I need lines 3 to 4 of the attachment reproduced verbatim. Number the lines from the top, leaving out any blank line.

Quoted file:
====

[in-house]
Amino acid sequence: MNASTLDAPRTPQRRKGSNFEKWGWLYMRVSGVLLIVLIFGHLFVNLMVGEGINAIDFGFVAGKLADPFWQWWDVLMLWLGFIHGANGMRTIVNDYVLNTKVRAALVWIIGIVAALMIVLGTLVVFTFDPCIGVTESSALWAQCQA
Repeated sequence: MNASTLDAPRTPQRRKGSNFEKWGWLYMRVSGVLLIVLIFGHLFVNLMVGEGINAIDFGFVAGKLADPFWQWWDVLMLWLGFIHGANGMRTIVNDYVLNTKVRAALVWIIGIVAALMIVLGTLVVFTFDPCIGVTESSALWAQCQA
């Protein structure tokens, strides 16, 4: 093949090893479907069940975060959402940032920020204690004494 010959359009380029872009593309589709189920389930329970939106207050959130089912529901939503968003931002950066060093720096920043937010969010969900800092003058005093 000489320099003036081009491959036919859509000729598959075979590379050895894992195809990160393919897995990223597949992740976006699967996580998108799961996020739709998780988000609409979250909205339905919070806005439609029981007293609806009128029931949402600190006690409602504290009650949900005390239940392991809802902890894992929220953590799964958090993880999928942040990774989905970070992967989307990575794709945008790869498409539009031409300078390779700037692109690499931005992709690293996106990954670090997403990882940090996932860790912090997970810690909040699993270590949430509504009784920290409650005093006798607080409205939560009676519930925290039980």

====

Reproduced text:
Repeated sequence: MNASTLDAPRTPQRRKGSNFEKWGWLYMRVSGVLLIVLIFGHLFVNLMVGEGINAIDFGFVAGKLADPFWQWWDVLMLWLGFIHGANGMRTIVNDYVLNTKVRAALVWIIGIVAALMIVLGTLVVFTFDPCIGVTESSALWAQCQA
């Protein structure tokens, strides 16, 4: 093949090893479907069940975060959402940032920020204690004494 010959359009380029872009593309589709189920389930329970939106207050959130089912529901939503968003931002950066060093720096920043937010969010969900800092003058005093 000489320099003036081009491959036919859509000729598959075979590379050895894992195809990160393919897995990223597949992740976006699967996580998108799961996020739709998780988000609409979250909205339905919070806005439609029981007293609806009128029931949402600190006690409602504290009650949900005390239940392991809802902890894992929220953590799964958090993880999928942040990774989905970070992967989307990575794709945008790869498409539009031409300078390779700037692109690499931005992709690293996106990954670090997403990882940090996932860790912090997970810690909040699993270590949430509504009784920290409650005093006798607080409205939560009676519930925290039980």